Daredevil creative team taking over high-profile Black Widow comic for Marvel

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Oct 5, 2015, 1:24 PM EDT (Updated)

Though she’s an A-lister on the big screen, Marvel is still trying to turn Black Widow into a massive hit in the comic realm. Now they might finally pull it off with the All New, All Different reboot.

Sure, there have been some good runs here and there (including the recently concluded series by Nathan Edmondson and Phil Noto), but nothing to really put her on top. To give the character a boost, Marvel has booked the acclaimed Daredevil creative team of writer Mark Waid, artist Chris Samnee, colorist Matthew Wilson and letterer Joe Caramagna. They’re responsible for one of the greatest Daredevil runs in recent years, and look to bring that same creativity to Black Widow.

Waid chatted with Entertainment Weekly about taking over the series and had this to say about his interpretation:

“It’s similar to way we approached Daredevil, in that we’re not picking up specifically from the end of the previous issue or specifically from any one moment. But we’re acknowledging that, and making use of the fact that what happened in the previous series happened, and using some of that stuff as a springboard. And it is, by Marvel time, at least eight months later. It’s not the next day, anyway. Especially in issue 2 in particular, we’re sort of spring boarding off of some of the previous events, but not so specifically that anyone should feel like they’re missing anything if they didn’t read the previous run…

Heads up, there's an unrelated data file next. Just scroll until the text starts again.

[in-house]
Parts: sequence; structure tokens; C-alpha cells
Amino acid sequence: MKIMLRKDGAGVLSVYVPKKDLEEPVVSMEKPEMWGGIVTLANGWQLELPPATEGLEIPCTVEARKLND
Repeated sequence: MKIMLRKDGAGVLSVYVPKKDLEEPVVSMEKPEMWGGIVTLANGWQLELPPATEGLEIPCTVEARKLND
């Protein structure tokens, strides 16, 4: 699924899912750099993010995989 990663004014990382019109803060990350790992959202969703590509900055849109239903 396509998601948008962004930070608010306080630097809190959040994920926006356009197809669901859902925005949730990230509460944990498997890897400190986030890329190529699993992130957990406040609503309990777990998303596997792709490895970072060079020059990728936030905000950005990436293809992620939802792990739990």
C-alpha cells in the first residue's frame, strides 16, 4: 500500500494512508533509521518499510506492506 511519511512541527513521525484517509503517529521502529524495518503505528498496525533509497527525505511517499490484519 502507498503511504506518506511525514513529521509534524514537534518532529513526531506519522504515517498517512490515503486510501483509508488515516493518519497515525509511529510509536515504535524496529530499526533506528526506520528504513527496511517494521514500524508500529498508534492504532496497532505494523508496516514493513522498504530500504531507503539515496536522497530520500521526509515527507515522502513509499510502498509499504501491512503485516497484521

I think what we can say, without giving anything really away, is that it’s one of the approaches that we’re taking — and one of the things you’re going to be seeing in the first arc — is a lot more old school spy. We have a reason why Natasha isn’t able in those first few issues to go super high tech. She can’t just call Tony Stark and say, “Give me the most recent stuff.” She can’t just call Maria Hill at S.H.I.E.L.D. and say, “What’s new with the world of spy business?” In fact, she has to turn to a lot of people, some of who we’ve never seen before but we’ll be introducing, who taught her spy craft at an early age. And in a weird way, that gives her a strange advantage over some of the people she’s facing because that’s the problem when you’re too reliant on technology: sometimes you miss the basics.”

The new-look version of Black Widow is set to hit shelves in early 2016.

Are you glad to see Waid & Co. take on the series?

(Via Entertainment Weekly)